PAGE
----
Hillsdale leader’s comments on teachers spur Tenn. controversy

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Governor Bill Lee of Tennessee has come under fire from teacher groups and education leaders in his state for sitting by as the president of Hillsdale College—who is advising him on education policy—referred to teachers as being trained “in the dumbest parts of the dumbest colleges.”

Lee is among the Republican governors who are turning to Hillsdale and its president, Larry Arnn, for advice on education policy. As an institution that describes itself as a small, Christian, classical liberal arts college that shuns federal funding and “social justice,” Hillsdale has built a national network of charter schools and has become influential with conservative politicians such as Governor Ron DeSantis of Florida.

In Tennessee, Lee has planned for Hillsdale to help it expand the role of charter schools, which has led civil liberties groups in the state to question the Michigan institution’s strong religious orientation and other critics to cite Arnn’s controversial past statements about race.

With that backdrop, a local television station’s published last week edited video footage from a private event at which Arnn, with Lee seated and listening quietly at his right, describes teachers as being trained “in the dumbest parts of the dumbest colleges in the country.” (Teacher education programs have come under criticism for having lower academic standards than many other programs at their institutions.)

Elsewhere during his talk, Arnn said that teachers “are taught that they are going to go and do something to those kids … Do they ever talk about anything except what they are going to do to these kids?”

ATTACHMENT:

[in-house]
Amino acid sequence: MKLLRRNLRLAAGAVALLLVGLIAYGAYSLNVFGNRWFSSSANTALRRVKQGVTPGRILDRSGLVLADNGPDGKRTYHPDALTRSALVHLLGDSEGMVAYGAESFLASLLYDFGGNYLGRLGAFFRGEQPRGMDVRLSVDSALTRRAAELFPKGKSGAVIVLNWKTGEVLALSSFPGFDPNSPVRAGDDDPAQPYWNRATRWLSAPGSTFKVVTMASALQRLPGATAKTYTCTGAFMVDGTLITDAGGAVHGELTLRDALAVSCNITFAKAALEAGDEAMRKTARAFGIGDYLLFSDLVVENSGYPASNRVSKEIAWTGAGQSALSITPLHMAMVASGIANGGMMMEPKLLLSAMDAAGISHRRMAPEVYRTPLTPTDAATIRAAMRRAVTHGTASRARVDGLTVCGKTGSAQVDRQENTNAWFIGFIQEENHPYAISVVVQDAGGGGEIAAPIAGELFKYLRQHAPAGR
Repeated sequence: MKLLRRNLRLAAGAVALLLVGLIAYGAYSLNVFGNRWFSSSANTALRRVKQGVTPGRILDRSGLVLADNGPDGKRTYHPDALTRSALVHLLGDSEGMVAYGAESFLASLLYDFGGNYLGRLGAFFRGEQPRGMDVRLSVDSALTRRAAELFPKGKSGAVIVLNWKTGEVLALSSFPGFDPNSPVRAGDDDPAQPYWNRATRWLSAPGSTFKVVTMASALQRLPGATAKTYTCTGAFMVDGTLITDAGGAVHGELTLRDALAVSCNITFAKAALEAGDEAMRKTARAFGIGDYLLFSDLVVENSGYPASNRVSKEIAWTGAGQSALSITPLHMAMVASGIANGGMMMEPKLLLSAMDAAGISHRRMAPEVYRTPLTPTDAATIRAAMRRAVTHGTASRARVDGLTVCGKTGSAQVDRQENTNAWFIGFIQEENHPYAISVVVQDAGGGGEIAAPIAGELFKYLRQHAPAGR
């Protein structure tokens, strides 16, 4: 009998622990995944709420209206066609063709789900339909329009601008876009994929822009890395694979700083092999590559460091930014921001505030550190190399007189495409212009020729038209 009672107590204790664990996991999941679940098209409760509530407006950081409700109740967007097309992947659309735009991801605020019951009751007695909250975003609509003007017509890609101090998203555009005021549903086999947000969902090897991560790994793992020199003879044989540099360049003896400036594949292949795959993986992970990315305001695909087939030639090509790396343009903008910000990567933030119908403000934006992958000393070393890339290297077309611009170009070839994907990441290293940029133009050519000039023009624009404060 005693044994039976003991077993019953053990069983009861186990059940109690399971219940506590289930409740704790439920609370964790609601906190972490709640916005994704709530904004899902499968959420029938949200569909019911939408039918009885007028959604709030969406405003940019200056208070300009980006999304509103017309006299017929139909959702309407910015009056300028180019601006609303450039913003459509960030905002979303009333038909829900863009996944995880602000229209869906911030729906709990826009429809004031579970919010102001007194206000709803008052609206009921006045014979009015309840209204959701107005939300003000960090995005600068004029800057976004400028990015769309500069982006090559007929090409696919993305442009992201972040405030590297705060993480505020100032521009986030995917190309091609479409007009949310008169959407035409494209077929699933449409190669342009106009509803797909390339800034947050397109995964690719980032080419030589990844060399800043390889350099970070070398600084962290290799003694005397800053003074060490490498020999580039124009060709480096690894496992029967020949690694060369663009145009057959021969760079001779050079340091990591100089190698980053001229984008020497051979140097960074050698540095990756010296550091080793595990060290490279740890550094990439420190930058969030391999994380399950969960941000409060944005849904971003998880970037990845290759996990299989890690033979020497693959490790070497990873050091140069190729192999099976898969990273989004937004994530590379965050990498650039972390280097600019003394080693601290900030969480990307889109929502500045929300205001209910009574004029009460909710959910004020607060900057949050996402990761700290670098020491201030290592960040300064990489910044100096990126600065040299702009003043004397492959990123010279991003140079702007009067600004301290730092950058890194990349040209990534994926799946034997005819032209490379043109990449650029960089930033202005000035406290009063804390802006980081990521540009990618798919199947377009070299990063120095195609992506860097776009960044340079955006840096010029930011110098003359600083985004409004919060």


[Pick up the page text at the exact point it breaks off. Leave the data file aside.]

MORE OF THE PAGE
Arnn also said that colleges were hiring significant numbers of diversity officers who were trained by those same education schools. Why? “It’s easy. You don’t have to know anything.”

The video also shows Arnn making this comment: “And the administrators you hire are all diversity people, and that helps you, by the way, with your federal requirements that you have a certain number by color.” There are no federal requirements or quotas mandating that colleges hire specific numbers of administrators from underrepresented groups.

Reaction From Tennessee

Criticism came fast and furious from teacher education groups and college leaders in the state.

The Tennessee Association of Colleges of Teacher Education, which represents teacher preparation programs from across Tennessee, said in a letter to Lee that Arnn’s comments “insult Tennesseans dedicated to teaching and learning, as well as thousands of students across the state attending programs with the goal of becoming professional educators … Devaluing and insulting these educators is not in the best interest of Tennessee’s children, economy, or reputation.” It urged Lee to “speak out now in defense of teachers and professional educators.”

The Tennessee Independent College and University Association issued a statement in which its president, Claude Pressnell, called Arnn’s comments “both uninformed and deeply offensive.”

In a statement, Lee’s office said, “Governor Lee has been an outspoken advocate for Tennessee public school teachers by raising their pay each year in his term … Under Gov. Lee, the future of public education looks like well-paid teachers and growing a workforce to support our students and build the profession.”

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